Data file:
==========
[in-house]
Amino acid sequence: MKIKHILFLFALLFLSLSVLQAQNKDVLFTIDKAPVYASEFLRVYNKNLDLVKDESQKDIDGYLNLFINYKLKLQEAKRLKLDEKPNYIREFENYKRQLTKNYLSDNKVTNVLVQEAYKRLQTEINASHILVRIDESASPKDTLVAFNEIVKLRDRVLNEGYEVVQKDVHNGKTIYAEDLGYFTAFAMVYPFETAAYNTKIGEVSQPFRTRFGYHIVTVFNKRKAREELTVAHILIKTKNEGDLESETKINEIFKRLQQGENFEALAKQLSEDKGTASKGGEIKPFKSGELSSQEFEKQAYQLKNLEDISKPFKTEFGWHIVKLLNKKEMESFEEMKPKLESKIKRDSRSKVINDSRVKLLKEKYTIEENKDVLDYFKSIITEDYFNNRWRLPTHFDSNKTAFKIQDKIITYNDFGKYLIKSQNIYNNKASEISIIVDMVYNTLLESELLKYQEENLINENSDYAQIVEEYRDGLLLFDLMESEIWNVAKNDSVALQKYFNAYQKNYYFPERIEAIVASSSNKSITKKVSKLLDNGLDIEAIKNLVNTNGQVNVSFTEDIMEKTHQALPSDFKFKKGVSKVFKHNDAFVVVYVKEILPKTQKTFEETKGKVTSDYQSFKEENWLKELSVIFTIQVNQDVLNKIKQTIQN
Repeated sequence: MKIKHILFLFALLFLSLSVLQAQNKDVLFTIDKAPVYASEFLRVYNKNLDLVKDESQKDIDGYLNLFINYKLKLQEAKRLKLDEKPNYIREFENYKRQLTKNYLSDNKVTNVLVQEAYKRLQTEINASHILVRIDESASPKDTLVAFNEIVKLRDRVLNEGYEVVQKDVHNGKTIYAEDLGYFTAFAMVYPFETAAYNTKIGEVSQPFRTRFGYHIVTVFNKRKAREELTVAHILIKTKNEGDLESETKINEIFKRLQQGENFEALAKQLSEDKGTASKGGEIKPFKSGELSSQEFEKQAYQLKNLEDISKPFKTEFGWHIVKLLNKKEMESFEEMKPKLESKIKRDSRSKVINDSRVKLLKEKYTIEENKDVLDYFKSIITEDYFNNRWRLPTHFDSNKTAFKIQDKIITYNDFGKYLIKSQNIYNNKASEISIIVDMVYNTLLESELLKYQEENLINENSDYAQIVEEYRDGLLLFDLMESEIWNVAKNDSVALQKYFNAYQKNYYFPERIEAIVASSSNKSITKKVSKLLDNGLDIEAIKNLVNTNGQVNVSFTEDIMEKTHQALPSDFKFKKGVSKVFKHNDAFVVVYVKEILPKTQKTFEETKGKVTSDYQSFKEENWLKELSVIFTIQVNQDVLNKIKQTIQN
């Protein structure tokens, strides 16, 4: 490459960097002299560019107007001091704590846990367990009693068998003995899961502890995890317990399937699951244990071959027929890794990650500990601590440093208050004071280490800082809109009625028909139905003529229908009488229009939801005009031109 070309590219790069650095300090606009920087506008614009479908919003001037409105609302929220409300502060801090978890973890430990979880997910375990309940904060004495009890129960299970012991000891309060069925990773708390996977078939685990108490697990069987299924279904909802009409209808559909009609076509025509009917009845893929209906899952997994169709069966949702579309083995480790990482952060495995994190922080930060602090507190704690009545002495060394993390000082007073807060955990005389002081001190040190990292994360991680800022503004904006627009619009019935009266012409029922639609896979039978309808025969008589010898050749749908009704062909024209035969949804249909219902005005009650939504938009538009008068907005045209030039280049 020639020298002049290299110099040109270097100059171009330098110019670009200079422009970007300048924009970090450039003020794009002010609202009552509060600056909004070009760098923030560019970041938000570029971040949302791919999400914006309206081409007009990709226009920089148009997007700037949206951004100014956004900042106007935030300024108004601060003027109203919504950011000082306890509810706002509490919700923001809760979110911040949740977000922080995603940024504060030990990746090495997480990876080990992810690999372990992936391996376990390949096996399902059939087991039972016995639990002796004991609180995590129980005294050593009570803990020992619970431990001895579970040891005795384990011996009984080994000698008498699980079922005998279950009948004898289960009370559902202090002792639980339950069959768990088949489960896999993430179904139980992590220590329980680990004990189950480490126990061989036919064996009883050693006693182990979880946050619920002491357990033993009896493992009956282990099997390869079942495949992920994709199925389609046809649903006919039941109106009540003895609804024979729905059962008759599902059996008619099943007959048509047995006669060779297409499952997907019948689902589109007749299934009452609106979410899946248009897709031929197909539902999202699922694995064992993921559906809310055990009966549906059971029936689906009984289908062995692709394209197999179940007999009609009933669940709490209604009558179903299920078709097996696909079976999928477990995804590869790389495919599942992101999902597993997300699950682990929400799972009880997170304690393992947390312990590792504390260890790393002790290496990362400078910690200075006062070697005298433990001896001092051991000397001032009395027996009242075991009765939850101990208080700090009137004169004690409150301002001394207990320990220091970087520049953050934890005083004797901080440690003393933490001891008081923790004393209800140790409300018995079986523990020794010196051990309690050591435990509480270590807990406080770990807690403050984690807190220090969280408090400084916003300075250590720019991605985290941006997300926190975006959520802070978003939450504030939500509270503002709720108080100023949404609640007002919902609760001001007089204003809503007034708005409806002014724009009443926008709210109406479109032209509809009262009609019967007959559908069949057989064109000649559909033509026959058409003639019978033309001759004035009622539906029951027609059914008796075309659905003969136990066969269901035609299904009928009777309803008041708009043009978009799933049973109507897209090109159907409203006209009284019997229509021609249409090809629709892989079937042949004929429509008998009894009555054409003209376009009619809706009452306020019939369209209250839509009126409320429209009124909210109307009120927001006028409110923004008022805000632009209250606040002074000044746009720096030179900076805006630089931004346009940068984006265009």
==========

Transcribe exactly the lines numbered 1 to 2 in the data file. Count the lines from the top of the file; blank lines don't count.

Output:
[in-house]
Amino acid sequence: MKIKHILFLFALLFLSLSVLQAQNKDVLFTIDKAPVYASEFLRVYNKNLDLVKDESQKDIDGYLNLFINYKLKLQEAKRLKLDEKPNYIREFENYKRQLTKNYLSDNKVTNVLVQEAYKRLQTEINASHILVRIDESASPKDTLVAFNEIVKLRDRVLNEGYEVVQKDVHNGKTIYAEDLGYFTAFAMVYPFETAAYNTKIGEVSQPFRTRFGYHIVTVFNKRKAREELTVAHILIKTKNEGDLESETKINEIFKRLQQGENFEALAKQLSEDKGTASKGGEIKPFKSGELSSQEFEKQAYQLKNLEDISKPFKTEFGWHIVKLLNKKEMESFEEMKPKLESKIKRDSRSKVINDSRVKLLKEKYTIEENKDVLDYFKSIITEDYFNNRWRLPTHFDSNKTAFKIQDKIITYNDFGKYLIKSQNIYNNKASEISIIVDMVYNTLLESELLKYQEENLINENSDYAQIVEEYRDGLLLFDLMESEIWNVAKNDSVALQKYFNAYQKNYYFPERIEAIVASSSNKSITKKVSKLLDNGLDIEAIKNLVNTNGQVNVSFTEDIMEKTHQALPSDFKFKKGVSKVFKHNDAFVVVYVKEILPKTQKTFEETKGKVTSDYQSFKEENWLKELSVIFTIQVNQDVLNKIKQTIQN